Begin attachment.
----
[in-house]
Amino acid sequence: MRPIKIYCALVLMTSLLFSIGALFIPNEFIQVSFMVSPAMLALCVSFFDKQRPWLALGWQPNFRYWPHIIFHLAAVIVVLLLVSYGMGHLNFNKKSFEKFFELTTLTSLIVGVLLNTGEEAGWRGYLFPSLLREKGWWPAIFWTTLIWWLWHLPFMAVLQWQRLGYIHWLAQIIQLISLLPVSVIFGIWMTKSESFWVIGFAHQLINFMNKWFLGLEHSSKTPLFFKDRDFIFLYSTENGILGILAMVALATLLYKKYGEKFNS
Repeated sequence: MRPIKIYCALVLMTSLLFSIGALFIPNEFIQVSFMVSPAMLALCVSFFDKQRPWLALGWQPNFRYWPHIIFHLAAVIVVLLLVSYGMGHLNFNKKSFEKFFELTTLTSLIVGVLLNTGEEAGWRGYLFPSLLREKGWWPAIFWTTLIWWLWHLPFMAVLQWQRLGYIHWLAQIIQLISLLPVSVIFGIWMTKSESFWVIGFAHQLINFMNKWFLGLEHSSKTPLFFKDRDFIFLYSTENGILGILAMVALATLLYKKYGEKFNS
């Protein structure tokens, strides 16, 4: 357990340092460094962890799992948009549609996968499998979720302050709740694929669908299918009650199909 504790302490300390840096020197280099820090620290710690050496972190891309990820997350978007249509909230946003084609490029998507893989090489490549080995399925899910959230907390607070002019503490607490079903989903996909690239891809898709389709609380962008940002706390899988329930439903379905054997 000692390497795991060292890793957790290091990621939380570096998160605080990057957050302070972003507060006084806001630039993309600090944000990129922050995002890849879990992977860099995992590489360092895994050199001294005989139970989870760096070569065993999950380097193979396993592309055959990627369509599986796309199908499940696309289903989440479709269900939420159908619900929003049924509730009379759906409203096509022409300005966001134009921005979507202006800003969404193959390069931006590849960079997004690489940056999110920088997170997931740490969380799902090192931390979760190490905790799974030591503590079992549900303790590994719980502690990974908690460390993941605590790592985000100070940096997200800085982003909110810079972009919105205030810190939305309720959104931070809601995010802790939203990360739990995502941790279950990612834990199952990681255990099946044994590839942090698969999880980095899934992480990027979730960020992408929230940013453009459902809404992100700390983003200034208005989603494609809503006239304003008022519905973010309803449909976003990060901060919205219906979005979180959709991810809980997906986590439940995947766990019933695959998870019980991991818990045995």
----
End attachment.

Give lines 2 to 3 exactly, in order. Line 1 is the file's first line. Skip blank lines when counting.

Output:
Amino acid sequence: MRPIKIYCALVLMTSLLFSIGALFIPNEFIQVSFMVSPAMLALCVSFFDKQRPWLALGWQPNFRYWPHIIFHLAAVIVVLLLVSYGMGHLNFNKKSFEKFFELTTLTSLIVGVLLNTGEEAGWRGYLFPSLLREKGWWPAIFWTTLIWWLWHLPFMAVLQWQRLGYIHWLAQIIQLISLLPVSVIFGIWMTKSESFWVIGFAHQLINFMNKWFLGLEHSSKTPLFFKDRDFIFLYSTENGILGILAMVALATLLYKKYGEKFNS
Repeated sequence: MRPIKIYCALVLMTSLLFSIGALFIPNEFIQVSFMVSPAMLALCVSFFDKQRPWLALGWQPNFRYWPHIIFHLAAVIVVLLLVSYGMGHLNFNKKSFEKFFELTTLTSLIVGVLLNTGEEAGWRGYLFPSLLREKGWWPAIFWTTLIWWLWHLPFMAVLQWQRLGYIHWLAQIIQLISLLPVSVIFGIWMTKSESFWVIGFAHQLINFMNKWFLGLEHSSKTPLFFKDRDFIFLYSTENGILGILAMVALATLLYKKYGEKFNS